/Ex. 44] MIL WILLIAM 0'IMRIEN 811
if ho had soon him yesterday, and as if there wore nothing special going forward. O'Brien plunged into business at once. ** Oh no, William," said Parnell, c< 1 must get something to cat first,1* Then he ordered luncheon and we all sat down and ate* When luncheon was over Parnell said : " Now, William, we will talk/1 We then adjourned to another room. Parnell remained silent, reserved, cold. lie did not in any way encourage G'Brien to talk. Ho looked around at the rent of us, as much an to Bay, "Well, what the devil do you all want?11 The rest of us soon withdrew, leaving Parnell and O'Brien together. After sometime O'Brien rejoined us. Ho looked utterly flabbergasted, said it was all over, and that Punic*!! had no intention of doing anything, I asked hint if ho had made any proposals to Panu'll, or if hi* had any proposals to make. .He said that lit* luul proposals, but did not submit them to Paradl, a^ Purnell srrmrd HO unwilling to talk. Ho then Hinted tins proposals to mc.% which WITO Bttb-Htantiaily, HO fur as I can now rwiuwibor, those:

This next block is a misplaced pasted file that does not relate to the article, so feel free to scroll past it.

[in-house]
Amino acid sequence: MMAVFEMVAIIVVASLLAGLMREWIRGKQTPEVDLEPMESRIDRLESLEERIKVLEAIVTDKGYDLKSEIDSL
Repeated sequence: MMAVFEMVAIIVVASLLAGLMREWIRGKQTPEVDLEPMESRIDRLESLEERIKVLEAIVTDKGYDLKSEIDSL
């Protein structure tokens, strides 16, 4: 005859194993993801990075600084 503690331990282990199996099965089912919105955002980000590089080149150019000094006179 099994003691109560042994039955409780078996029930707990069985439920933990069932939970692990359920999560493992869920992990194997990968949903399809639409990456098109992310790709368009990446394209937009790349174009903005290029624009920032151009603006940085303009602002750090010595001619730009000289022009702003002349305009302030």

* 1, The retraction of the binhopH' mamfcwtn.
*2» Home acknowledgment from Mr. UladsUmo that the publication of his letter was precipitate and inadvisable*,
4 il, A meeting of the whole party in Dublin with Farm*!! in the chair; acknowledgment of the informality of Mr. McCarthy's election as chairman.
* 4, Voluntary resignation of Parnall, who «hould» however, remain Prosidemt of the National League,
* 5. Election of a temporary chairman. Ml Appointment of Dillon OH chairman.
11 went immediately to Parndl, and told him of thtwo proposals. "Ah, now," he? said, ** wo have Homo-thing Kpeetfu* to go upon. Let O'Brien come back.1' • nt tho t'ourt !!tiii«*i during that pnxtoHH who futoiutul to In* In butter huimutr or who look<ul anxious though Itu waUrlu«l ovo vory carefully twid on tlianlurt, than'it^ was a andry to nil} you